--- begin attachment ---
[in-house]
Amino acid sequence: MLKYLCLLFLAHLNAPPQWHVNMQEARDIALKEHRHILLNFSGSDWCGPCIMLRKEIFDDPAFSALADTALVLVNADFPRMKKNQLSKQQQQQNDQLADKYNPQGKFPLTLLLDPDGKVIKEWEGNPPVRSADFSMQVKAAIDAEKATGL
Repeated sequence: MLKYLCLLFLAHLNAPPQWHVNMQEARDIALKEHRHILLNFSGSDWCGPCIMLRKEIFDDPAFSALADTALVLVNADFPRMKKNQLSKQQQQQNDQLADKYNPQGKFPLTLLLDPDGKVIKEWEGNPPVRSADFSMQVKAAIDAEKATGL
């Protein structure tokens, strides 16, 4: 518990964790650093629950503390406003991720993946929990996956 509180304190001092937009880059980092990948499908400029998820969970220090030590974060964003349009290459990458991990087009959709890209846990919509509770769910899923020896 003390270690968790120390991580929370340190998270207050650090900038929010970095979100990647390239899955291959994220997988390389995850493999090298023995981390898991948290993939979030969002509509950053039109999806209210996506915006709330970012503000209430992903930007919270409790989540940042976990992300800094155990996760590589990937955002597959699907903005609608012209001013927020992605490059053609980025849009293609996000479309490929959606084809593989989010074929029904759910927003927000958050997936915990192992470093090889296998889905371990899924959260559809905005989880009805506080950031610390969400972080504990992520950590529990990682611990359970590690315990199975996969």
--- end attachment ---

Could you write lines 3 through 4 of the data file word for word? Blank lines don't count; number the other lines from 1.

Repeated sequence: MLKYLCLLFLAHLNAPPQWHVNMQEARDIALKEHRHILLNFSGSDWCGPCIMLRKEIFDDPAFSALADTALVLVNADFPRMKKNQLSKQQQQQNDQLADKYNPQGKFPLTLLLDPDGKVIKEWEGNPPVRSADFSMQVKAAIDAEKATGL
């Protein structure tokens, strides 16, 4: 518990964790650093629950503390406003991720993946929990996956 509180304190001092937009880059980092990948499908400029998820969970220090030590974060964003349009290459990458991990087009959709890209846990919509509770769910899923020896 003390270690968790120390991580929370340190998270207050650090900038929010970095979100990647390239899955291959994220997988390389995850493999090298023995981390898991948290993939979030969002509509950053039109999806209210996506915006709330970012503000209430992903930007919270409790989540940042976990992300800094155990996760590589990937955002597959699907903005609608012209001013927020992605490059053609980025849009293609996000479309490929959606084809593989989010074929029904759910927003927000958050997936915990192992470093090889296998889905371990899924959260559809905005989880009805506080950031610390969400972080504990992520950590529990990682611990359970590690315990199975996969």